Carlos Gonzalez was activated Tuesday, having been on the disabled list since Aug. 5 with a right middle finger sprain. But Gonzalez, who played one inning in left field in the Rockies' 7-4 loss to the Los Angeles Dodgers
, could very well be shut down for the season before too much longer.
Gonzalez went 1-for-6 in rehab games on Saturday and Sunday with Triple-A Colorado Springs but wasn't able to play Monday in his final scheduled rehab game because his finger was bothering him.
"It's not going to heal in a month, it's going to take longer than that, but I'm activated today," Gonzalez said. "Just hopefully I start to feel a little better, and we're going to have to deal with that until the season's over."
Gonzalez saved a run with a strong throw while playing left field in the eighth inning Tuesday but did not lead off the bottom of the inning, because of his finger. ""Gonzalez, manager Walt Weiss and trainer Keith Dugger have said Gonzalez may be in and out of the lineup, playing when the ligament in the finger feels better and he can swing without too much discomfort.
"I think we'll pick our spots on days he's feeling good," Weiss said, "but I expect that thing to flare up from time to time. I'll deal with it accordingly, but he's available to maybe better our defense or pinch run when he's not able to swing the bat."
Gonzalez is hitting .302 with a team-leading 26 home runs and 70 RBIs in 104 games. To lessen the pressure on his finger, Gonzalez has adjusted his grip, placing the finger above the knob on his bat instead of right on it. Surgery is not an option, Dugger said, because any short-term relief is likely to be offset by increased tightness over time in the ligament.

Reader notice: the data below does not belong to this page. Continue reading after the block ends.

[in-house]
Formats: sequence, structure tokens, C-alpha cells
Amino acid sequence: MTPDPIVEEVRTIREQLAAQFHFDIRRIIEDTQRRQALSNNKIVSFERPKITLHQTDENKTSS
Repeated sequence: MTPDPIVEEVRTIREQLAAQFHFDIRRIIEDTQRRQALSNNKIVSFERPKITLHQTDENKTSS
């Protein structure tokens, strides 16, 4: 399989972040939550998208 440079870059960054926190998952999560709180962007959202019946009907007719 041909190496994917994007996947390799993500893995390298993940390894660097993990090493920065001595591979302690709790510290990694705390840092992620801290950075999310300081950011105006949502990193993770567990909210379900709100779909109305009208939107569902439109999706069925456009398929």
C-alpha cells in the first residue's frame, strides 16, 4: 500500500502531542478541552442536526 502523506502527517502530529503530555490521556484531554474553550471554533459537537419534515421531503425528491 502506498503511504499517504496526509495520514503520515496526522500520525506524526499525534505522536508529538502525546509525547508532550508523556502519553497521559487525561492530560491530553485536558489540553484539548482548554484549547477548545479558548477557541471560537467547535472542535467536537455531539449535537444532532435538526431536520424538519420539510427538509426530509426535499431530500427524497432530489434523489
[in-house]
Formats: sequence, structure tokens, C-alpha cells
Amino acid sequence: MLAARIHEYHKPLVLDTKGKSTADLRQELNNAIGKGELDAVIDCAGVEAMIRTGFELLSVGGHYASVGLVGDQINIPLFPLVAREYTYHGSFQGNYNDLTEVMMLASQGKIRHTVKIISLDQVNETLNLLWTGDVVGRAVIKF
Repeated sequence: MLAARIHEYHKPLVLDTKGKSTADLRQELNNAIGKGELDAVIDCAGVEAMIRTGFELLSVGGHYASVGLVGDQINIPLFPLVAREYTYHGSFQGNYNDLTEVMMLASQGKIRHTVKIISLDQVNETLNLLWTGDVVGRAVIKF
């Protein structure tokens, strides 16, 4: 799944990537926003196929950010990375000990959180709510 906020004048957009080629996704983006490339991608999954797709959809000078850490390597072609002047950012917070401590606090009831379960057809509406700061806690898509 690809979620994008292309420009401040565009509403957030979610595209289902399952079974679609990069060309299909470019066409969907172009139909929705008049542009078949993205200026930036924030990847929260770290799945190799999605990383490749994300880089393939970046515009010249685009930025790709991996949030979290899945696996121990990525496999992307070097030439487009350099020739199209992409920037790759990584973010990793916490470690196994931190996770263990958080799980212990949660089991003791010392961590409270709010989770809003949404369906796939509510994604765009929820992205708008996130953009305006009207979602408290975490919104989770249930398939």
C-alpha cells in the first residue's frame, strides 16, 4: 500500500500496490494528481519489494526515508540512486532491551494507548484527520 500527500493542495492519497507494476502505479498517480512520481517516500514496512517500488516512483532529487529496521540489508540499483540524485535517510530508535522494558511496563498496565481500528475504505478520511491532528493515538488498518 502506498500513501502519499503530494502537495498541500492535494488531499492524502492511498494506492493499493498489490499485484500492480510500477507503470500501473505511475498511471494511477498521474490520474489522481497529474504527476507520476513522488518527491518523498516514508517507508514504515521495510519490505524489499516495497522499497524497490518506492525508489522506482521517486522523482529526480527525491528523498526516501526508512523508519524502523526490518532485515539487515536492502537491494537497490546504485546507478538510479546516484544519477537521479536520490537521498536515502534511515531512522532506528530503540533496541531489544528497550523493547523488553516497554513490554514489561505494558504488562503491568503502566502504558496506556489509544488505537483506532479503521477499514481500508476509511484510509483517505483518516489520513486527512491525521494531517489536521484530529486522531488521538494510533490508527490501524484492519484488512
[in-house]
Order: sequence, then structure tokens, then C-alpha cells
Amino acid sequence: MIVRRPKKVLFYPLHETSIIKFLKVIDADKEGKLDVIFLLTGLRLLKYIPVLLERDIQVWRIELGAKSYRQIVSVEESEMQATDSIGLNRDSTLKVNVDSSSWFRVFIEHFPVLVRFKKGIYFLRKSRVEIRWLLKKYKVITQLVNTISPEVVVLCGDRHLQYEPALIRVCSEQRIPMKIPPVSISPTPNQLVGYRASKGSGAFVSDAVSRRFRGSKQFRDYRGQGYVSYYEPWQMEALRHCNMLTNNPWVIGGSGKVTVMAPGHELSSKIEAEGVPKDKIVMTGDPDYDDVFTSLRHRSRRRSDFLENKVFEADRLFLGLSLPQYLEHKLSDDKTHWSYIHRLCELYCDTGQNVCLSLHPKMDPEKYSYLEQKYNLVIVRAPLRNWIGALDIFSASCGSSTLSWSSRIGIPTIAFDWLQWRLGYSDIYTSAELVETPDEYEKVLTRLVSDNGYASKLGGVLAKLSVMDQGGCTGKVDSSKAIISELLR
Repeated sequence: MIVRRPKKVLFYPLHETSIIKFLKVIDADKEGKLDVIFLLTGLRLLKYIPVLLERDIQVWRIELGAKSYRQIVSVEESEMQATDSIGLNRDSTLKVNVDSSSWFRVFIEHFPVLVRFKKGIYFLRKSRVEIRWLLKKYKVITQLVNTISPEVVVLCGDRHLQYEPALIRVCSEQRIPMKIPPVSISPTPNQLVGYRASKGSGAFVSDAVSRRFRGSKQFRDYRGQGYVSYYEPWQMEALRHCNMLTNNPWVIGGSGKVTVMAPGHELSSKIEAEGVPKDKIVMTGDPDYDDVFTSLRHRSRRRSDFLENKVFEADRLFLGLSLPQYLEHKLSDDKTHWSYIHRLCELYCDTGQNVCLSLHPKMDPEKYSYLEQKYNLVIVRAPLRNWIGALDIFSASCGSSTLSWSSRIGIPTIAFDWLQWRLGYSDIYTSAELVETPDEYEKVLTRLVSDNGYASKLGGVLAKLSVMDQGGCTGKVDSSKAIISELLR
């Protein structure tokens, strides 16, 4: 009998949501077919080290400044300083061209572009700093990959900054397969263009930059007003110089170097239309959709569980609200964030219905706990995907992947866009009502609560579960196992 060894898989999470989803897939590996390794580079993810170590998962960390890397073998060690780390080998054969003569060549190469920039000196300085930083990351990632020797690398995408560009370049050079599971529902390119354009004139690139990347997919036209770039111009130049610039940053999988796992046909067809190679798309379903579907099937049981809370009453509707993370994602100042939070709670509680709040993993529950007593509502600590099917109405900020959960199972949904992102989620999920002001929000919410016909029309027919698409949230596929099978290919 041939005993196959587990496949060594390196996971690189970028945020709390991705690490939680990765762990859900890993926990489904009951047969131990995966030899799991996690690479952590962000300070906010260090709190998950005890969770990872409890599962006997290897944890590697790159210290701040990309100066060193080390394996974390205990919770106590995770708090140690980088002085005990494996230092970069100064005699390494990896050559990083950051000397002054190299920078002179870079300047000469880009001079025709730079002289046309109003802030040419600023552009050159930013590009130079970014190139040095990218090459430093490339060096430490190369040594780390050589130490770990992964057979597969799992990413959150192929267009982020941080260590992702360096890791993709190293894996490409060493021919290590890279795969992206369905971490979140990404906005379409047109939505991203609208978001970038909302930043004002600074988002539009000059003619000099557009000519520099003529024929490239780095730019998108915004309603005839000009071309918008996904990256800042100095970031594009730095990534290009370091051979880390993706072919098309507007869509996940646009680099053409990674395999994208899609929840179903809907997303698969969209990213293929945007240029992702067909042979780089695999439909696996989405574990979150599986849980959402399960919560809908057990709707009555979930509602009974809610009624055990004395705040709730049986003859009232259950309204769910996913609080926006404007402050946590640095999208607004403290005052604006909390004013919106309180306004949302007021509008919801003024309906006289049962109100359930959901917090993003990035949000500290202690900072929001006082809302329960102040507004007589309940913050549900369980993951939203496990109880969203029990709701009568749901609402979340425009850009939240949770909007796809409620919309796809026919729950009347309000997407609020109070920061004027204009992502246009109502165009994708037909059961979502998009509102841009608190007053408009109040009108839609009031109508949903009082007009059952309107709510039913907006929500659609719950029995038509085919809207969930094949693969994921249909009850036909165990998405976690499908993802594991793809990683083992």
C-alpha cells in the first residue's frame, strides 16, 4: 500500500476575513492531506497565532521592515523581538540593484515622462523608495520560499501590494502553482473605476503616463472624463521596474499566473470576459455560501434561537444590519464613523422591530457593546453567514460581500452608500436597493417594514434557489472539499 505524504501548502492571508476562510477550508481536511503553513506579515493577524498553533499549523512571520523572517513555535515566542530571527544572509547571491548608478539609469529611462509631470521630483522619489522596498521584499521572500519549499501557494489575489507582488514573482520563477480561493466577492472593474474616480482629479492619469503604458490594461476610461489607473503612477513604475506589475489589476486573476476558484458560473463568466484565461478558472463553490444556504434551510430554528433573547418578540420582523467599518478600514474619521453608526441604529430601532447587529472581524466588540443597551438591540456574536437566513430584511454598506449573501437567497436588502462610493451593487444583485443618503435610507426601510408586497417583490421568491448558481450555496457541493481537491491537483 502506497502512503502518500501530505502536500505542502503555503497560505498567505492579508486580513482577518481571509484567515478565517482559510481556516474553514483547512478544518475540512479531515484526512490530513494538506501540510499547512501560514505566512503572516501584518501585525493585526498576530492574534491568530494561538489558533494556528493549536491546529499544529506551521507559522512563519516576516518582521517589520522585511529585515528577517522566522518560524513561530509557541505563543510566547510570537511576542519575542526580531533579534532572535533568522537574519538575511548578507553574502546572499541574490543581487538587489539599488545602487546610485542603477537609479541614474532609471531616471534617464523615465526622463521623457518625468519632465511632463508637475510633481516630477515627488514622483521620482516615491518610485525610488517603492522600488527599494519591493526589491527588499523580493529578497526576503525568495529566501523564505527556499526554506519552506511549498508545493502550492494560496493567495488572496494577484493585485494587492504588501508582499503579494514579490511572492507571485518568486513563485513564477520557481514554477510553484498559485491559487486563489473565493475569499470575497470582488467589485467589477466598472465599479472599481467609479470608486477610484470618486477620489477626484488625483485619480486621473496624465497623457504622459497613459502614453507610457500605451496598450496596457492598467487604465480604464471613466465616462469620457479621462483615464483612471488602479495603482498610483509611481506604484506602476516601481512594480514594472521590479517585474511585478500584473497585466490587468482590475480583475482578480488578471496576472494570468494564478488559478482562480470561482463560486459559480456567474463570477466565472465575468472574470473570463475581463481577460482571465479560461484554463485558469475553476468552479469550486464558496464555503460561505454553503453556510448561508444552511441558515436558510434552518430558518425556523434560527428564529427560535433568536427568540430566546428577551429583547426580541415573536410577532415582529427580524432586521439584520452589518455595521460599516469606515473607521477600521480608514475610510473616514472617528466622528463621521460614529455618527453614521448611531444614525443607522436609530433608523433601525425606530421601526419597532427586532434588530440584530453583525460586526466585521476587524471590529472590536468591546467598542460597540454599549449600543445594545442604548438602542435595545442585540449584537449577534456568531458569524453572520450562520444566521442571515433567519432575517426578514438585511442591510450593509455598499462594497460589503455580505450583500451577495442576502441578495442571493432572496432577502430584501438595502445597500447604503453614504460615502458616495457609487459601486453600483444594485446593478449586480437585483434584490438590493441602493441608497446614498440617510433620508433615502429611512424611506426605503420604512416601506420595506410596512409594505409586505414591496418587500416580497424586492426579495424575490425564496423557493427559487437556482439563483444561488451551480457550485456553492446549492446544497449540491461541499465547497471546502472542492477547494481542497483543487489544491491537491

Dugger said Todd Helton played a year and a half with a similar injury. And Weiss said there may come a point where the Rockies decide to just have Gonzalez stop playing the rest of the season and let the healing begin, once and for all. Before Tuesday's game, Weiss explained why a finger injury can have such a large effect in baseball.
"It's such a game of feel that even a small injury to a finger or a hand prevents you from playing this sport as opposed to many of the other sports," Weiss said. "If you got a finger that hurts, you can't throw or you can't swing the bat, you can't play the game."
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